Review your life’s circumstances from three years ago. Think about what you knew and what you didn’t know about managing your wealth. What were the top five lessons you learned? How have your views about money and wealth changed? Given all that, where do you want to be financially in three years? Think about how you will get there and how to do so efficiently.
The Key Takeaways:
Taking the time to look back over the last three years will help you see accomplishments you may have missed in various areas of your life.
Taking the time also to look forward three years will help you to set goals and determine how to achieve them.
Working toward incremental achievements instead of the “big fix” sets the stage for lasting and meaningful change.
Ben Franklin wrote: “Without continual growth and progress, such words as improvement, achievement and success have no meaning.”
We achieve because we learn new things, apply them and see results. But too often, we get caught up in the busyness of our lives and fail to see the progress we’ve actually made—in careers, family, finances, education, spirituality and health. While one area in this list may not be what you want it to be, make sure you give yourself credit for the changes that did occur. For most important things in life, we do not change overnight or, if we do, the results take time to settle in. You will be encouraged in marking your life’s progress by looking back at regular three-year intervals.
Why three years? If looking back just one year, we may be in the middle of big progress but not yet see enough results; five years often dulls the details. Three years is soon enough that we can recall with vivid memories “how things used to be” while having a long enough runway to see real progress as our changes take flight.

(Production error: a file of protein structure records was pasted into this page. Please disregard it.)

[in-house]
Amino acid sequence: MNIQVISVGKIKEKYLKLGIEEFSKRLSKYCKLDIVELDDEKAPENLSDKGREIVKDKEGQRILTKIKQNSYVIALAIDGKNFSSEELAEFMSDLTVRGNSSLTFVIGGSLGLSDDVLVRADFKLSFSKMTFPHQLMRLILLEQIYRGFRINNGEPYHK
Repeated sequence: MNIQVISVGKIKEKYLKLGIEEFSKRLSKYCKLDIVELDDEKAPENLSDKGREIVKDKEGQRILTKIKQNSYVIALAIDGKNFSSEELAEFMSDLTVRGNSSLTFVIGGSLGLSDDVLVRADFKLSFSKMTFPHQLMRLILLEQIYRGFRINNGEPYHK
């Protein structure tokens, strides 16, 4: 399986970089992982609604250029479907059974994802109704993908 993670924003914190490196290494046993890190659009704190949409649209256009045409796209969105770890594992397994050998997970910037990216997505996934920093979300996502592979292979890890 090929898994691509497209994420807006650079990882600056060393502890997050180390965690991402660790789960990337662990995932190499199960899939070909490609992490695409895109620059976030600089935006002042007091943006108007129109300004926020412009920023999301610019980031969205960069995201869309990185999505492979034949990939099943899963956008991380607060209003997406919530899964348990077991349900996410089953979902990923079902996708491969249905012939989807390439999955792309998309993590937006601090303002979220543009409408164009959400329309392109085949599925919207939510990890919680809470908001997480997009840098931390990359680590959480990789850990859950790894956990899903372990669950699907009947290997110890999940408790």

In the same way, set important goals with a three-year future horizon. The reasons for this time period mirror those when looking back. We have time to make changes that are hard, and we can work on accumulating incremental results instead of feeling the pressure to get it all done in a short period (i.e., a year).
What You Need to Know:
Just as you set financial priorities in spending and saving, you can set priorities in other areas of your life. Remember to have realistic goals with incremental benchmarks, so you will be able to measure your growth and see the progress you are making. Don’t expect huge changes overnight; you have a lifetime to make yours work the way you want.
Actions to Consider:
Keep a journal or log of your progress to remind yourself of your achievements. Setting incremental and achievable goals is vastly more productive than trying to do it all at once. A key part of our wealth legacy is imparting to our loved ones the lessons we learned, both good and bad. Share these life lessons that you learn as you implement a three-year review and three-year plan program.
If you are interested in ensuring that your family is cared for after you have passed away, please call our office at 415-625-0773 to schedule your free estate planning consultation with San Francisco’s premiere estate planning attorney, Matthew J. Tuller.